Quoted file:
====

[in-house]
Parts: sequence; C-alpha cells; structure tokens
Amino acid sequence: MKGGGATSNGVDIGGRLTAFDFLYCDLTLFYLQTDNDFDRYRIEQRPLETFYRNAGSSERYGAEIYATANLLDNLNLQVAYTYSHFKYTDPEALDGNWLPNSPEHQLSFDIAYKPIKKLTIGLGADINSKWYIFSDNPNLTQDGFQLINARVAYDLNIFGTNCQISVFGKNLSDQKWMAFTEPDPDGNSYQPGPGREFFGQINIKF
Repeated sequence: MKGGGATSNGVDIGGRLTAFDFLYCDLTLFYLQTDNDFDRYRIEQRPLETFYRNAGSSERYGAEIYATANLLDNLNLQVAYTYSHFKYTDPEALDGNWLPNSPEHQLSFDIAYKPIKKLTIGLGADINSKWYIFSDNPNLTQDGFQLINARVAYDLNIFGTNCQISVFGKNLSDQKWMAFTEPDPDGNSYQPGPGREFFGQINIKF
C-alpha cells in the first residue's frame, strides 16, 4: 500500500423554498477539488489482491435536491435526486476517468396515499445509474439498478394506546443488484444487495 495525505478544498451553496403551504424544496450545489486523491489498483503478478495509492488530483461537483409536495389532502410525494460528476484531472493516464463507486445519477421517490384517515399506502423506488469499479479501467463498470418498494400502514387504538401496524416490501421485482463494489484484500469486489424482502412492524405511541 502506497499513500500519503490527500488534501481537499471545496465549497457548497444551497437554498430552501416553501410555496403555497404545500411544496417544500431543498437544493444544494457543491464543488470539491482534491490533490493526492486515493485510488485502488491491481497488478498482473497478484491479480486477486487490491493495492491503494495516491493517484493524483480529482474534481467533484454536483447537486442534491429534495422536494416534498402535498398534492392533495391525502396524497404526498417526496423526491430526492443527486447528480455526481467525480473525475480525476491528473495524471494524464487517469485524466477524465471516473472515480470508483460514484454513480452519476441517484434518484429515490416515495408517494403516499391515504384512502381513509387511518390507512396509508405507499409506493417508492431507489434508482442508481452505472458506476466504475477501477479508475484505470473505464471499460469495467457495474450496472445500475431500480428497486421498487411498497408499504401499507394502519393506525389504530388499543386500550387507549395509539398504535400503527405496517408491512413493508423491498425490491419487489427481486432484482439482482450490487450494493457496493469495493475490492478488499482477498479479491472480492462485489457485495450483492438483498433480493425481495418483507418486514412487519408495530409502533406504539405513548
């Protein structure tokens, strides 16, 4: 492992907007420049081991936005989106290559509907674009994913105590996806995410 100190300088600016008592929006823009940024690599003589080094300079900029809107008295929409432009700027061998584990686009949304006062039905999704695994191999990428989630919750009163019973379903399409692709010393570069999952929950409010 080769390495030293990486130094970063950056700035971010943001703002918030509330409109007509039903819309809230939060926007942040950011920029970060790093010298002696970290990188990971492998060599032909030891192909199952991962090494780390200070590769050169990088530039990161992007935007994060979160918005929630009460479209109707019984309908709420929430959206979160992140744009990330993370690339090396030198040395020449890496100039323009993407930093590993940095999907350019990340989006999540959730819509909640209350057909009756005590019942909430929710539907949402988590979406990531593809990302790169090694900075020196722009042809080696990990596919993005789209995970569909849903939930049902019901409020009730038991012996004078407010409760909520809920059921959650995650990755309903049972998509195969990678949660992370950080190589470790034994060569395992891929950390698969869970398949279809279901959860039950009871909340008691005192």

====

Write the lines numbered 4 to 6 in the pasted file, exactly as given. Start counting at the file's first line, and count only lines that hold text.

Repeated sequence: MKGGGATSNGVDIGGRLTAFDFLYCDLTLFYLQTDNDFDRYRIEQRPLETFYRNAGSSERYGAEIYATANLLDNLNLQVAYTYSHFKYTDPEALDGNWLPNSPEHQLSFDIAYKPIKKLTIGLGADINSKWYIFSDNPNLTQDGFQLINARVAYDLNIFGTNCQISVFGKNLSDQKWMAFTEPDPDGNSYQPGPGREFFGQINIKF
C-alpha cells in the first residue's frame, strides 16, 4: 500500500423554498477539488489482491435536491435526486476517468396515499445509474439498478394506546443488484444487495 495525505478544498451553496403551504424544496450545489486523491489498483503478478495509492488530483461537483409536495389532502410525494460528476484531472493516464463507486445519477421517490384517515399506502423506488469499479479501467463498470418498494400502514387504538401496524416490501421485482463494489484484500469486489424482502412492524405511541 502506497499513500500519503490527500488534501481537499471545496465549497457548497444551497437554498430552501416553501410555496403555497404545500411544496417544500431543498437544493444544494457543491464543488470539491482534491490533490493526492486515493485510488485502488491491481497488478498482473497478484491479480486477486487490491493495492491503494495516491493517484493524483480529482474534481467533484454536483447537486442534491429534495422536494416534498402535498398534492392533495391525502396524497404526498417526496423526491430526492443527486447528480455526481467525480473525475480525476491528473495524471494524464487517469485524466477524465471516473472515480470508483460514484454513480452519476441517484434518484429515490416515495408517494403516499391515504384512502381513509387511518390507512396509508405507499409506493417508492431507489434508482442508481452505472458506476466504475477501477479508475484505470473505464471499460469495467457495474450496472445500475431500480428497486421498487411498497408499504401499507394502519393506525389504530388499543386500550387507549395509539398504535400503527405496517408491512413493508423491498425490491419487489427481486432484482439482482450490487450494493457496493469495493475490492478488499482477498479479491472480492462485489457485495450483492438483498433480493425481495418483507418486514412487519408495530409502533406504539405513548
């Protein structure tokens, strides 16, 4: 492992907007420049081991936005989106290559509907674009994913105590996806995410 100190300088600016008592929006823009940024690599003589080094300079900029809107008295929409432009700027061998584990686009949304006062039905999704695994191999990428989630919750009163019973379903399409692709010393570069999952929950409010 080769390495030293990486130094970063950056700035971010943001703002918030509330409109007509039903819309809230939060926007942040950011920029970060790093010298002696970290990188990971492998060599032909030891192909199952991962090494780390200070590769050169990088530039990161992007935007994060979160918005929630009460479209109707019984309908709420929430959206979160992140744009990330993370690339090396030198040395020449890496100039323009993407930093590993940095999907350019990340989006999540959730819509909640209350057909009756005590019942909430929710539907949402988590979406990531593809990302790169090694900075020196722009042809080696990990596919993005789209995970569909849903939930049902019901409020009730038991012996004078407010409760909520809920059921959650995650990755309903049972998509195969990678949660992370950080190589470790034994060569395992891929950390698969869970398949279809279901959860039950009871909340008691005192």